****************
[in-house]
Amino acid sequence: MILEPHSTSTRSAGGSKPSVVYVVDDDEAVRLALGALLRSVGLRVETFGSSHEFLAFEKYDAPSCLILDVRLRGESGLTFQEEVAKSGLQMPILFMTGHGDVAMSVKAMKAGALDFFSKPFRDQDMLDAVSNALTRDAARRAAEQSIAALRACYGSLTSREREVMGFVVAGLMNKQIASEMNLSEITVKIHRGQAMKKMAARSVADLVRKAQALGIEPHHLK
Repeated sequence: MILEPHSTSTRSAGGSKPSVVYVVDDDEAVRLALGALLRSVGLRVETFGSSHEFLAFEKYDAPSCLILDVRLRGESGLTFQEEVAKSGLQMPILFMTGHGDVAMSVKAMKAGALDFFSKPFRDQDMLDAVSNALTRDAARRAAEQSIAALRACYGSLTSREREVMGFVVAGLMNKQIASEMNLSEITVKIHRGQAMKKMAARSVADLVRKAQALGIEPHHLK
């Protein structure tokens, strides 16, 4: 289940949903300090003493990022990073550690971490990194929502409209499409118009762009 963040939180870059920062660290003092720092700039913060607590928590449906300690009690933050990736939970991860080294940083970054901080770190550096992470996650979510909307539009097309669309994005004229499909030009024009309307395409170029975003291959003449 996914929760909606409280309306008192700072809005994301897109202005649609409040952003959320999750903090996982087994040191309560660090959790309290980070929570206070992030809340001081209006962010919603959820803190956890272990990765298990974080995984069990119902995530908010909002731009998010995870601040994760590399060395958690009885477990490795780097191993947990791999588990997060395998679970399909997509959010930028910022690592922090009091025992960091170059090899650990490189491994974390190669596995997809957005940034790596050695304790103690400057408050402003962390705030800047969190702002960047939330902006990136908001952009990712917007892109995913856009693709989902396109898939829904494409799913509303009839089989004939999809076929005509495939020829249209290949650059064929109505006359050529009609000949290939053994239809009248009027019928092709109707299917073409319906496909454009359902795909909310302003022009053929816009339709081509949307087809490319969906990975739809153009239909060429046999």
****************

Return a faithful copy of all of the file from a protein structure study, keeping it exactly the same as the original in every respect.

[in-house]
Amino acid sequence: MILEPHSTSTRSAGGSKPSVVYVVDDDEAVRLALGALLRSVGLRVETFGSSHEFLAFEKYDAPSCLILDVRLRGESGLTFQEEVAKSGLQMPILFMTGHGDVAMSVKAMKAGALDFFSKPFRDQDMLDAVSNALTRDAARRAAEQSIAALRACYGSLTSREREVMGFVVAGLMNKQIASEMNLSEITVKIHRGQAMKKMAARSVADLVRKAQALGIEPHHLK
Repeated sequence: MILEPHSTSTRSAGGSKPSVVYVVDDDEAVRLALGALLRSVGLRVETFGSSHEFLAFEKYDAPSCLILDVRLRGESGLTFQEEVAKSGLQMPILFMTGHGDVAMSVKAMKAGALDFFSKPFRDQDMLDAVSNALTRDAARRAAEQSIAALRACYGSLTSREREVMGFVVAGLMNKQIASEMNLSEITVKIHRGQAMKKMAARSVADLVRKAQALGIEPHHLK
């Protein structure tokens, strides 16, 4: 289940949903300090003493990022990073550690971490990194929502409209499409118009762009 963040939180870059920062660290003092720092700039913060607590928590449906300690009690933050990736939970991860080294940083970054901080770190550096992470996650979510909307539009097309669309994005004229499909030009024009309307395409170029975003291959003449 996914929760909606409280309306008192700072809005994301897109202005649609409040952003959320999750903090996982087994040191309560660090959790309290980070929570206070992030809340001081209006962010919603959820803190956890272990990765298990974080995984069990119902995530908010909002731009998010995870601040994760590399060395958690009885477990490795780097191993947990791999588990997060395998679970399909997509959010930028910022690592922090009091025992960091170059090899650990490189491994974390190669596995997809957005940034790596050695304790103690400057408050402003962390705030800047969190702002960047939330902006990136908001952009990712917007892109995913856009693709989902396109898939829904494409799913509303009839089989004939999809076929005509495939020829249209290949650059064929109505006359050529009609000949290939053994239809009248009027019928092709109707299917073409319906496909454009359902795909909310302003022009053929816009339709081509949307087809490319969906990975739809153009239909060429046999």